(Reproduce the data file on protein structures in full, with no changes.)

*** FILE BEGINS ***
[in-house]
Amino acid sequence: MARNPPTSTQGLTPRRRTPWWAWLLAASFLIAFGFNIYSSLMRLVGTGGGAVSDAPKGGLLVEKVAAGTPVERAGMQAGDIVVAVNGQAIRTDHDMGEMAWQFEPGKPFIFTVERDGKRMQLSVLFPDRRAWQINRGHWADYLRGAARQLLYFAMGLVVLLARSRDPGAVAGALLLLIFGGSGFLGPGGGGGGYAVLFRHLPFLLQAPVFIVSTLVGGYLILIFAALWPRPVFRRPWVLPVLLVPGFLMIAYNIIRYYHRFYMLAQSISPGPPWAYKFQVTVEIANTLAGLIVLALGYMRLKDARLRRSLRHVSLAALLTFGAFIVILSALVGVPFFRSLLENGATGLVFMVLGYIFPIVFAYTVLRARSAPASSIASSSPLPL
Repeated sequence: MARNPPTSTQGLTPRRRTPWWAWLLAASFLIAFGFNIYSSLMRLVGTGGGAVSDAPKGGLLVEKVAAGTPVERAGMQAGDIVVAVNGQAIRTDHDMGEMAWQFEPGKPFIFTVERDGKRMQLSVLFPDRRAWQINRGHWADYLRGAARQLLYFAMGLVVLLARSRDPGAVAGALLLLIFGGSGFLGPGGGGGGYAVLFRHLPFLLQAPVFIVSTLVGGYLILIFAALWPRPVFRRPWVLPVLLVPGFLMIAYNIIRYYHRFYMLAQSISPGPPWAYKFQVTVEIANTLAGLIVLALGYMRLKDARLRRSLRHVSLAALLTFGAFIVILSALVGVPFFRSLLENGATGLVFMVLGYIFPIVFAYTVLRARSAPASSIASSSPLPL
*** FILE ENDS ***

[in-house]
Amino acid sequence: MARNPPTSTQGLTPRRRTPWWAWLLAASFLIAFGFNIYSSLMRLVGTGGGAVSDAPKGGLLVEKVAAGTPVERAGMQAGDIVVAVNGQAIRTDHDMGEMAWQFEPGKPFIFTVERDGKRMQLSVLFPDRRAWQINRGHWADYLRGAARQLLYFAMGLVVLLARSRDPGAVAGALLLLIFGGSGFLGPGGGGGGYAVLFRHLPFLLQAPVFIVSTLVGGYLILIFAALWPRPVFRRPWVLPVLLVPGFLMIAYNIIRYYHRFYMLAQSISPGPPWAYKFQVTVEIANTLAGLIVLALGYMRLKDARLRRSLRHVSLAALLTFGAFIVILSALVGVPFFRSLLENGATGLVFMVLGYIFPIVFAYTVLRARSAPASSIASSSPLPL
Repeated sequence: MARNPPTSTQGLTPRRRTPWWAWLLAASFLIAFGFNIYSSLMRLVGTGGGAVSDAPKGGLLVEKVAAGTPVERAGMQAGDIVVAVNGQAIRTDHDMGEMAWQFEPGKPFIFTVERDGKRMQLSVLFPDRRAWQINRGHWADYLRGAARQLLYFAMGLVVLLARSRDPGAVAGALLLLIFGGSGFLGPGGGGGGYAVLFRHLPFLLQAPVFIVSTLVGGYLILIFAALWPRPVFRRPWVLPVLLVPGFLMIAYNIIRYYHRFYMLAQSISPGPPWAYKFQVTVEIANTLAGLIVLALGYMRLKDARLRRSLRHVSLAALLTFGAFIVILSALVGVPFFRSLLENGATGLVFMVLGYIFPIVFAYTVLRARSAPASSIASSSPLPL